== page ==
Neighbour Disputes & Anti-Social Behaviour
Anti-social behaviour is defined in law as ‘conduct that has caused, or is likely to cause, harassment, alarm or distress to any person’.
The law also defines anti-social behaviour in housing as:
‘conduct capable of causing nuisance or annoyance to a person in relation to [their] occupation of residential premises’
‘conduct capable of causing housing-related nuisance or annoyance to any person’.
Housing-related nuisance or annoyance signifies behaviour that affects a social landlord’s ability to manage their housing.
Noise and other statutory nuisances
An Abatement Notice
This is where steps must be taken to abate the nuisance, prevent it from occurring or prevent it from reoccurring. Anyone that fails to act on an abatement notice without giving good reason can be prosecuted as its a criminal offence.
Owner occupiers and tenants can be served with a notice. However a local authority is unable to serve a notice on themselves, therefore if the problem is a structural defect in a local authority, for example, they may serve an informal notice on their housing department, who in turn will take steps to abate the nuisance.
Ordinary domestic noise such as children playing and talking will not result in any formal action of the local authority, nor will they require improvements to be made to the sound insulation of your property. The courts have said that poor sound insulation cannot make a property ‘prejudicial to health’ under the Environmental Protection Act 1990. There is no prescribed limit at which a noise becomes a statutory nuisance however, the noise must be unreasonable.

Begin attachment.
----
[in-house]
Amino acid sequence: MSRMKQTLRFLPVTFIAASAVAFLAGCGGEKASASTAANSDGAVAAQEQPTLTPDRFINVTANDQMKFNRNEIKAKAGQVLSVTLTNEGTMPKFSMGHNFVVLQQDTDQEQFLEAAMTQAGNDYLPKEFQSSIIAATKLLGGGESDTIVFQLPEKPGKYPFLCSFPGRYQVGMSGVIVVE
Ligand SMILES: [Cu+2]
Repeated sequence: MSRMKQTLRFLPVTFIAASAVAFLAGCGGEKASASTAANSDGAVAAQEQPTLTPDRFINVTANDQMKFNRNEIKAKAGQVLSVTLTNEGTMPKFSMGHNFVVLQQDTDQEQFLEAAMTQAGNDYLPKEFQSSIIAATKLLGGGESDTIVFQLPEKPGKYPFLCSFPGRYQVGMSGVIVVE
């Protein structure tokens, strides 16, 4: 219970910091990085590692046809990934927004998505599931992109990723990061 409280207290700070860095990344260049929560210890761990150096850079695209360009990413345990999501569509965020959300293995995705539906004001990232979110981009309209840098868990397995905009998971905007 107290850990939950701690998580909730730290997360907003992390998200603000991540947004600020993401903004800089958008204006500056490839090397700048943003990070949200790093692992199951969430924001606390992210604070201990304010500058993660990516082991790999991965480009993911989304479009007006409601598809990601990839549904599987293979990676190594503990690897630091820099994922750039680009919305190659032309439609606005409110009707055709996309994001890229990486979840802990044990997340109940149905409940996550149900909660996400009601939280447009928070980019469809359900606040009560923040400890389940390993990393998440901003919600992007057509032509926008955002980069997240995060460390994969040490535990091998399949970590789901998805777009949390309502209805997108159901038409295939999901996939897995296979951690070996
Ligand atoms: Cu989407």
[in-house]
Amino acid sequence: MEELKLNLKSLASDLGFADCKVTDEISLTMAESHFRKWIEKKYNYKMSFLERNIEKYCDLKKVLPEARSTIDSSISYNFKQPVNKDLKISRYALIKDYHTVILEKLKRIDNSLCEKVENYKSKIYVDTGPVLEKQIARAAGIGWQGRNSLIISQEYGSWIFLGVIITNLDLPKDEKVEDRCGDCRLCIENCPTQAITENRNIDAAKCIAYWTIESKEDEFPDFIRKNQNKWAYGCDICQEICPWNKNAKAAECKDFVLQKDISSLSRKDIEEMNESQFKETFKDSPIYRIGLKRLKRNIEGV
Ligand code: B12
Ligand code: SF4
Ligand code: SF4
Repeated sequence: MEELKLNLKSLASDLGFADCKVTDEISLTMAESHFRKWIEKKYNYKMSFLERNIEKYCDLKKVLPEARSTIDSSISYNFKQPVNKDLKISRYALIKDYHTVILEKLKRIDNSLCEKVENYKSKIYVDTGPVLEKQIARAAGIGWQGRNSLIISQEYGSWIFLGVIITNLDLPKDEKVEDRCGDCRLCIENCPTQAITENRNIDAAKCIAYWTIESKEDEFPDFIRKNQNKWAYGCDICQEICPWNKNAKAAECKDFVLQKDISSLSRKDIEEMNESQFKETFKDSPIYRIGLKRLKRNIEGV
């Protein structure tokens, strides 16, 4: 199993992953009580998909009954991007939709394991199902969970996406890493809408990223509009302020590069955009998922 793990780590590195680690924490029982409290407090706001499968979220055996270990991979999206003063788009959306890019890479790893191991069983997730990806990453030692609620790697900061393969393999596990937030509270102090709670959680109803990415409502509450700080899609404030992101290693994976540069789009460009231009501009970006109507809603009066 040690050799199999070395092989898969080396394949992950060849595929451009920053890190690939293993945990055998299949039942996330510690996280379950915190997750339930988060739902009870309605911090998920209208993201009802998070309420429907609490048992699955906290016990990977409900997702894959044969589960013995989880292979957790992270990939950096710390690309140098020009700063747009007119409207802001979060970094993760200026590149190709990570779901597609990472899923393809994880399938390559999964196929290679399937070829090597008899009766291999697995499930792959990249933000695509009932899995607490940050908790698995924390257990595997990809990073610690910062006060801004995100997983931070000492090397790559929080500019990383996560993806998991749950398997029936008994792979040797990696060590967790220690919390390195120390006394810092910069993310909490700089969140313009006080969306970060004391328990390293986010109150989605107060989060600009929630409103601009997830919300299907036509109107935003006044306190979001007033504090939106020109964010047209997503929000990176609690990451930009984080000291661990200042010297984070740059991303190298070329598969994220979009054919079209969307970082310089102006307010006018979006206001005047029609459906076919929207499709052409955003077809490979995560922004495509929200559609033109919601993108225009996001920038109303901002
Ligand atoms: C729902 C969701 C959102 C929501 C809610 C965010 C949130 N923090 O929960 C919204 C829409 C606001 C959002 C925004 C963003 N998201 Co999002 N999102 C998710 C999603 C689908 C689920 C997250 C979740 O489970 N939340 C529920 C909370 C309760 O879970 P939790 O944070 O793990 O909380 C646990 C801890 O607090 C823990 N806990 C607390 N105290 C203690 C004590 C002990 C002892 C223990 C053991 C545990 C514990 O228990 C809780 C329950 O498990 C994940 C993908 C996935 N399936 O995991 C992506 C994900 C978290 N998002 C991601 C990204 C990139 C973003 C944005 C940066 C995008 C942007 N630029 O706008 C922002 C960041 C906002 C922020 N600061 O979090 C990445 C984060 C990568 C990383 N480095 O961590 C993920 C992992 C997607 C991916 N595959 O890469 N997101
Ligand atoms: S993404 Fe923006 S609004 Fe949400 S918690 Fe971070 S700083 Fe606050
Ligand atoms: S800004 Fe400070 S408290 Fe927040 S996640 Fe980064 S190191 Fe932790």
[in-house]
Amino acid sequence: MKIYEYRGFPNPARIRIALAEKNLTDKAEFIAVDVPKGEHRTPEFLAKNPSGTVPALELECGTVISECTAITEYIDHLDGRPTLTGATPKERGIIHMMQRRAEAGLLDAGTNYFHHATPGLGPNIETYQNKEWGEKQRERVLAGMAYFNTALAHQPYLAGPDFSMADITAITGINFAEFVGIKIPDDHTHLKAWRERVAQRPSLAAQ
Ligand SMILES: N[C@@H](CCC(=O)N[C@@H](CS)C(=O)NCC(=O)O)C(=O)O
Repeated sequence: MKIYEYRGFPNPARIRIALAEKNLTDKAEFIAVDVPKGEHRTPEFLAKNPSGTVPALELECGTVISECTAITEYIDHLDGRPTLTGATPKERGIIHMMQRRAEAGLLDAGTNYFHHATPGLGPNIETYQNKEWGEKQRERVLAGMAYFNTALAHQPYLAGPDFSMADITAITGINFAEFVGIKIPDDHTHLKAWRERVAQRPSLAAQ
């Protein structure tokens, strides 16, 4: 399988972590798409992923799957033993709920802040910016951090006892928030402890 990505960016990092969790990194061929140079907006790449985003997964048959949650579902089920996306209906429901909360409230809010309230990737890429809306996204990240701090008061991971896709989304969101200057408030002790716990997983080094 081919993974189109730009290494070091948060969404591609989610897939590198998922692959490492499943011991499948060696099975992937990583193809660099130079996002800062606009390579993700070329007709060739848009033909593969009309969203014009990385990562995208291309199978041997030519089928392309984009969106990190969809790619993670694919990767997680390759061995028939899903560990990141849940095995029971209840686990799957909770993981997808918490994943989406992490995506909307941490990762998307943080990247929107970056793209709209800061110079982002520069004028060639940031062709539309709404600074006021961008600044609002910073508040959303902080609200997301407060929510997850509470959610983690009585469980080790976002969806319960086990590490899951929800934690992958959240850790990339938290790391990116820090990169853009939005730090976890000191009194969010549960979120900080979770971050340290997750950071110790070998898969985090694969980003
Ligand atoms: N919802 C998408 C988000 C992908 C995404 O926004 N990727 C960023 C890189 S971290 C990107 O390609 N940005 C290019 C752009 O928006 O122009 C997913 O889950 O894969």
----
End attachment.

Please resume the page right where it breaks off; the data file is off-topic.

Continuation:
Under the Noise Act 1996 local authorities have the power to deal with residential noise that exceeds a certain permitted level between the hours of 11pm and 7am.
Certain local authorities have 24-hour teams who deal with noise complaints, and in some instances the police may respond. Local authorities also have powers to deal with noise arising from building sites and entertainment venues for example pubs and clubs.
Trees and hedges
If a tree is hanging over your property, speak to your neighbour first, requesting they trim it back. If they don't, you are allowed to trim it back yourself (to the boundary line), but you must offer the trimmings back to your neighbour.
You can be fined for cutting back a tree in a conservation area, so seek clarification from your local authority that the tree is not subject to a tree preservation order. Trees in conservation areas are automatically protected.
The Environmental Health team (of the local authority) have powers to deal with trees on private property that are in a dangerous condition.
If you have an issue with the height of a neighbours hedge, you should attempt to discuss this direct, do not attempt to reduce the height yourself. Visit: Over the garden hedge to see the government leaflet explaining the process you must follow before complaining to the local authority. In addition their leaflet hedges: complaining to the council details when local authorities can become involved.
Responsibility for shared amenities
If your property has shared amenities for example drains, pipes, or drives the legal documents of the property should outline your responsibilities in regards to any maintenance or repairs. If the information is not conclusive speak to your neighbours to agree a course of action and to decide how to share expenses. The best course of action is to obtain a surveyor’s report and estimates from a builder for the repairs and to consult and obtain consent from all parties, before any expense is incurred.
Powers of the police
The police have responsibility for dealing with anti-social behaviour that constitutes a criminal offence, such as, vandalism, graffiti or harassment. They also have additional powers under the Anti-social Behaviour, Crime and Policing Act 2014: